Whether you live in an urban or suburban environment, as a pet owner you likely walk your dog on a leash at some point. There is a protocol for dog walking that responsible dog owners apply. Do you?
Leashing Your Pooch
In most cities or towns, there is some type of ordinance about leashing your dog in public areas. This protects both people and dogs. By keeping your dog leashed, you don’t have to worry about him darting into traffic after a runaway squirrel, skateboard or wayward ball. Even if your dog is perfectly trained you never know what might set him off. Keeping him on a leash will prevent this, and it is the law. Additionally, some people are afraid of or simply don’t like dogs. While you might find it adorable that your lovable Lucy jumps up to say hi to strangers, if you encounter a non-dog person (and there are plenty of them) you could be in for trouble. Your fellow citizen would likely have the right to call the cops and report you for having your dog off leash. Play it safe and keep your dog leashed at all times.
Other laws concern picking up after your dog. Generally speaking, in nearly every town or city, there will be signs posted about picking up after your dog or facing monetary penalties. It’s not just the law but good etiquette to clean up after your dog. After all, who wants a neighborhood filled with feces? It doesn’t just ugly up the neighborhood but is unsanitary as well. All sorts of different types of parasites live in feces and dogs can pick up diseases from other dogs’ waste.
Aside from leashing your dog and cleaning up after him, you must also be licensed. Just like there are laws for leashing your dog there are also laws about keeping your dog licensed. Police officers have the right to check for licenses and fine owners for dogs without proper identification. Generally you can go to your city’s official website, search for “dog license” and find the application information.
The fee for license registration is usually nominal (under $25), and the city often uses the database of licenses to determine the dog population. “That information is used to determine how many pets are in an area and thus influences budget allocations for animal shelters,” says Jennifer Panton, president of United Action for Animals. “Aside from it being the law to license your dog, it also provides pertinent information to properly fund homeless animals.”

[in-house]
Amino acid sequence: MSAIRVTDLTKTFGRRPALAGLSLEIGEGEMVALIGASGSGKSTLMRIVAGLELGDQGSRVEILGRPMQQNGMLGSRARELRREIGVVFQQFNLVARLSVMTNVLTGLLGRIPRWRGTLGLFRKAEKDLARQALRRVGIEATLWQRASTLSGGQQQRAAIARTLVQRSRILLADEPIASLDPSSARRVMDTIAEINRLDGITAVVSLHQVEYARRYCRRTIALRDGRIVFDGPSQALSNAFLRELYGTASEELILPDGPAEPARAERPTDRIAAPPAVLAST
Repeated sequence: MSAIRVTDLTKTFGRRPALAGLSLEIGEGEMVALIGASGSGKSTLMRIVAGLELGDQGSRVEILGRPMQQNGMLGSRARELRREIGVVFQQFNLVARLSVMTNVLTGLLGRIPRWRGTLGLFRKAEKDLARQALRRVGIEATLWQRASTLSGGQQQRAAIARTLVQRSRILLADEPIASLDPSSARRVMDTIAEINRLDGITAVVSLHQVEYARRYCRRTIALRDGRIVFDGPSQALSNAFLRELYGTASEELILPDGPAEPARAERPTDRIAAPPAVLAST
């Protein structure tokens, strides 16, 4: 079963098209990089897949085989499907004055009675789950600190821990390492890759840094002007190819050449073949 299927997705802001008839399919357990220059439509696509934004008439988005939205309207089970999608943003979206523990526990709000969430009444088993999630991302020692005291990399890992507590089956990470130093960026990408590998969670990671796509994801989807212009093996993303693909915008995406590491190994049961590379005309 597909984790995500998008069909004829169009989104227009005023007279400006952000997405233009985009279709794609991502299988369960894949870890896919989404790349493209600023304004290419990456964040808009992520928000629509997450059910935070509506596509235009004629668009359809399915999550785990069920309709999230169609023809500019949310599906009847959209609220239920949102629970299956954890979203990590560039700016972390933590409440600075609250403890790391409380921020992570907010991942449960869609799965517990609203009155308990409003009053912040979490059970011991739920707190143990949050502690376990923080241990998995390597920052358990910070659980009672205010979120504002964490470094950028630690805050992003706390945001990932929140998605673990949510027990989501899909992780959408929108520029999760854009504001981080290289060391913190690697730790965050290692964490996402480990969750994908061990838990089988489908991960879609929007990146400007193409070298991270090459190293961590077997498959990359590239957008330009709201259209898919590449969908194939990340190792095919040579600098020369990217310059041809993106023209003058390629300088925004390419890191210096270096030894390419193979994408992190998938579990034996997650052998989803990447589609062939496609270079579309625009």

Learning to “Leave It”
If your dog is going to be a well-behaved pooch in public, then he should be trained to understand basic commands. It is very difficult for your dog to behave well on leash and interact with other dogs and people if he doesn’t know the commands “Sit,” “Come” and “Leave it.” These commands are important not just for other dogs’ and people’s safety but for your own dog. In case your dog comes upon an aggressive dog it is important to be able to say “Leave it” and have the command obeyed.
Additionally, if you and your dog are somehow separated, you can feel confident he will return to you with a well-practiced return command. Most local animal shelters or even large chain pet stores offer basic puppy/dog training. It will be both fun and helpful for you and your dog.
Being a Great Dog Owner and Neighbor
Part of being a responsible dog owner is being a good dog neighbor. No one wants to live next door to someone who allows their dog to urinate on flowerbeds or run all over another’s property. Follow the golden rule: Do unto others as you would like them to do unto you.
In urban areas you can be considerate of neighbors as well. For example, it is always polite to ask fellow dog walkers if their dog is friendly. If the dog isn’t friendly, you can avoid a confrontation, and if he is friendly, perhaps you have made a new friend. “I always appreciate it when people ask if my dog is friendly or not,” dog owner Debbie Baer says. ”It’s a common courtesy and anything to prevent a possible fight is a good thing.”
Walking your dog should be a leisurely exercise for both you and your dog. By following simple logic and common courtesy, you will find that the dog world and non-dog world can coexist just fine.
Reported by Susan Cava